With that clearly in mind, it’s time to introduce the third major player on the stage of your mind. I call it the Animal. Indeed, it is the actual animal within you. Physically, the Animal lives in the lower part of your brain known as the Limbic System. Although chiefly concerned with your survival, that part of he brain is also the center of your emotions.

Most of the time you’ll find that in a normal, mentally healthy, well-adjusted person (hah, how many people like that do you know?) the Animal stays mostly in the background. Thus, under most circumstances you don’t have to worry about the Animal during meditation. However, if the Animal is aroused and agitated for any reason, it may render you incapable of getting into the meditative state.

The Animal is so powerful that it can completely paralyze both the Boss and the Thinker—and do so very quickly. It can hijack the entire mind/body and take total and immediate control. That’s not entirely bad; it is an important feature that helped us survive. But it can be very bad if the Animal takes control and keeps control* to the extent that a person’s mind is unable to function as it should. That situation can be identified as one or another variation of mental illness.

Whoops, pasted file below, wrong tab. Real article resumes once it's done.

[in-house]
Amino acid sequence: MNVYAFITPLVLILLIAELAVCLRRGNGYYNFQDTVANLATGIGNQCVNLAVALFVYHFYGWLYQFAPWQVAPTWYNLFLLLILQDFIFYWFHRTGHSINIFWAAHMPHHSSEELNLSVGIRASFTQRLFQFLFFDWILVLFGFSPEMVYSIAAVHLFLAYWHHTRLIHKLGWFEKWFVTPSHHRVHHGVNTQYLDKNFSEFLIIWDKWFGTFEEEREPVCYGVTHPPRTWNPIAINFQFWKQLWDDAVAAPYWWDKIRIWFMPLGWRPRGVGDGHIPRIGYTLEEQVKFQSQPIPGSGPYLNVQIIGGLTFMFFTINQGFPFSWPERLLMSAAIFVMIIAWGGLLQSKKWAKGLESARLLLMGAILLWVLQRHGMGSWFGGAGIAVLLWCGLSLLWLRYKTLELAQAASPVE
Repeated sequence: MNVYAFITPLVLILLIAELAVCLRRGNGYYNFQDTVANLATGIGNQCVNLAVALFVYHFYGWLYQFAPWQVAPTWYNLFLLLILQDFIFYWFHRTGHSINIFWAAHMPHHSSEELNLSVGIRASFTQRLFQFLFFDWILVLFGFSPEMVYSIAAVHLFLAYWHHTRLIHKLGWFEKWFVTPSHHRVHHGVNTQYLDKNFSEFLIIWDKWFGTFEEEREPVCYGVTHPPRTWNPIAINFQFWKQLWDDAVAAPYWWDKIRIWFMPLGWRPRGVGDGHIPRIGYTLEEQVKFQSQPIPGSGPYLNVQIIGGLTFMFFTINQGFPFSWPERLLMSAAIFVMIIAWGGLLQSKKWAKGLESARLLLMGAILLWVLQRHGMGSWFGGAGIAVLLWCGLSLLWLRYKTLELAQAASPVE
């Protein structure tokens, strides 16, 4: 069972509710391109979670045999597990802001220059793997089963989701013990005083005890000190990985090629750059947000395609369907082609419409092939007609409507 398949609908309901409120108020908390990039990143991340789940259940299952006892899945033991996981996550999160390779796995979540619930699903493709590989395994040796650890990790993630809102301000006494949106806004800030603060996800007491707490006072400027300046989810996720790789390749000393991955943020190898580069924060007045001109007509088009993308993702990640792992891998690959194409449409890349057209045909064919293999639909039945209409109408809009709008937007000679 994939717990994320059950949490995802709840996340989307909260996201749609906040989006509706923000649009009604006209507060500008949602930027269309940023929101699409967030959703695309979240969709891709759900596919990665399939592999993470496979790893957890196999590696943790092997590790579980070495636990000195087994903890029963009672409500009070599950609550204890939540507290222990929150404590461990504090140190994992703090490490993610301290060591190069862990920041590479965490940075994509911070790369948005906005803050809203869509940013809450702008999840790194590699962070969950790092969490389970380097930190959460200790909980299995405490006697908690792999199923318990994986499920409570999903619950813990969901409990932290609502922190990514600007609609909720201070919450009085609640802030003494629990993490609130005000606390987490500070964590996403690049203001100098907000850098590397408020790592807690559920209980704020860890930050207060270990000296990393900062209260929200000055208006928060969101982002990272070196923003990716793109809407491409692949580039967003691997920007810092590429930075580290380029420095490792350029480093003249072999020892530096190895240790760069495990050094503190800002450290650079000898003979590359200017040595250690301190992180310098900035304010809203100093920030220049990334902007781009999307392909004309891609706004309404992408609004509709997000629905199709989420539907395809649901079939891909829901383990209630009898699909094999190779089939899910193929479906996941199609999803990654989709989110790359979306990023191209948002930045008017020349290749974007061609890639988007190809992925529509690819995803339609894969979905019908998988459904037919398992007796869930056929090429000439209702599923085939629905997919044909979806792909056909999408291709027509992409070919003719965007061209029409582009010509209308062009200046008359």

For instance, if you have a fight with your lover, your Animal may be out of control for a while. If a loved one dies, the Animal howls with grief and prevents you from thinking or meditating for a while. If I tried to list all the possible situations in which the Animal can create havoc in your mind and keep you from achieving inner peace, this would be a very long (and boring) post.